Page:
Enchantment. Creepiness. Seduction. Hypnotic weirdness. All the words that come to mind when you see the music video for Caramel’s ‘I’m The Man That Will Find You’. It is perhaps the sleaziest track ever recorded by a New Zealander. Mockasin made Caramel, recorded in a Tokyo hotel, because he liked the word and wanted to create a record that matched his definition of it. Like any of his solo material, he wrote, recorded and produced it all. “I love Tokyo,” he says. “It’s really mysterious – the sort of place that I like. I like hotel rooms, too. It’s nice to make a little recording studio in a hotel room. “I just like being by myself and having funny Japanese people around doing stuff. I don’t like studios. I don’t like set-up music situations – I find that they have too many options. It freaks me out having too many options. I like getting my own equipment and machines in, and setting up something that has not too many knobs and things. “It gets me going.”

New Zealand is definitely important to Mockasin, but you’ll get a bit of a grimace when you ask him about his homeland, and how someone as experimental as him fits in. “It’s like having a parent that you want to impress, even if it doesn’t really matter that they don’t care,” Mockasin says, about New Zealand. “It would be nice to be accepted back home, and be celebrated. We do big shows in New York, Paris and London, but back home – not that I’ve played there for a while – it just seems to go back and play to a tiny little room with only a few people in it. It would just be nice to be accepted there. It’s not going to make a difference financially or career-wise – but it’d just be nice.”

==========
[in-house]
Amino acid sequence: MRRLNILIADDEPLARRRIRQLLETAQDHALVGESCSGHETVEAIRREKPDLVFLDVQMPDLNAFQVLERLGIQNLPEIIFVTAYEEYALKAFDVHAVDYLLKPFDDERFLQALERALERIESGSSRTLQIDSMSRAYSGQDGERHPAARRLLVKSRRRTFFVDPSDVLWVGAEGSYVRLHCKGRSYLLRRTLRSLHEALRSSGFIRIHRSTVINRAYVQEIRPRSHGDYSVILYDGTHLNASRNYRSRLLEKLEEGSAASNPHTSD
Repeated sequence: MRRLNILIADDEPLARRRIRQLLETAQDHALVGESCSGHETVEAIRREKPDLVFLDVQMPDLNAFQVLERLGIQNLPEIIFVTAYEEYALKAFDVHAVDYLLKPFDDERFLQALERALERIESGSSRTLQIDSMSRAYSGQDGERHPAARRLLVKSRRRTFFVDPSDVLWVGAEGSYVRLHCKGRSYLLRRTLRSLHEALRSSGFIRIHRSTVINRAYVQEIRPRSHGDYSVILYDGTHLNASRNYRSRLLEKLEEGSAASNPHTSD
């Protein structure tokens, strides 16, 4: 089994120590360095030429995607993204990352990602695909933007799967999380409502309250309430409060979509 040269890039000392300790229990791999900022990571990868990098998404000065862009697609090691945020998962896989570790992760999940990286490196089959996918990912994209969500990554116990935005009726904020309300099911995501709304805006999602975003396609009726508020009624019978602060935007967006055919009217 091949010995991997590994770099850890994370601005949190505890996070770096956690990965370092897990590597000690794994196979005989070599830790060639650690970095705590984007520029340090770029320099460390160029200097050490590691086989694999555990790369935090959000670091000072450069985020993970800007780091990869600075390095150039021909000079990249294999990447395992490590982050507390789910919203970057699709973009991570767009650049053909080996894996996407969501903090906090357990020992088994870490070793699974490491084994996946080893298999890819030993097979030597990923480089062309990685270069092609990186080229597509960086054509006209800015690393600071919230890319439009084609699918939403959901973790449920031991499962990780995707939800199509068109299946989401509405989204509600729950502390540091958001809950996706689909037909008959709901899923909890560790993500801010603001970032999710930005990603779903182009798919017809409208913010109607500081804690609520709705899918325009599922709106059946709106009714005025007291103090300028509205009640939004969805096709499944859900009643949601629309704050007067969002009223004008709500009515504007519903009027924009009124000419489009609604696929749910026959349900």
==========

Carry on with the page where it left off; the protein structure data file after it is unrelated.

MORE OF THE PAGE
Mockasin pauses, before continuing. “On the flipside of that, it’s always nice for me to come back and be there for peace – and not for work,” he says. “It’s a nice place to be, and be separate from some of the more full-on stuff we get up to.” Mockasin’s dream is to have a live-in studio by the sea, somewhere in New Zealand. Maybe Hawke’s Bay, Raglan or somewhere up North. “I’d love to find a little spot – a little property. It’s kind of like a dream of mine, actually,” he says.“Have enough money to build your own house, your own studio and live by the beach, and just have enough to eat and drink. “You know, I’m getting older now. It does start to sneak into your mind.”

Three hours later, Mockasin stands on the stage at The Empty Bottle and surveys the crowd. There’s maybe fifty or sixty fans out there - one of the year’s smaller audiences. It’s certainly not the muddy, spaced out masses of Glastonbury, nor a fawning French audience as he performs a duet with Gainsbourg – but the end goal is the same: blow some minds. He’s got the Brian Jones look going again, wearing a brown waistcoat with long white pants and shirt, but tonight it’s like his youth is back. “Let’s roll,” he breathes into the mic, and moves off the stage, into the audience. He sits, motioning everyone else to sit around him, and launches into ‘Why Are You Crying?’. Dreamy hooks and warm chords. Mockasin is floating weightless, in defiance of the music industry’s gravity; any label’s attempt to tell him how to sound have been entirely unsuccessful. He’s out there on pop’s frontlines again tonight - miles away from anything close to resembling him. Sure, there might not be many people around, but those that have shown up are being taken somewhere weird. If life has taught me anything, going somewhere weird usually means going somewhere good.

Wherever that place is, those circling out around Mockasin on the floor of The Empty Bottle right now are heading there. Mockasin sits, eyes down at his guitar, oblivious to the reactions around him; the calm eye of his own untamable, psychedelic storm. Is landfall far away? Who knows, and who cares? Right now, no-one in this room is in any hurry to return to real life.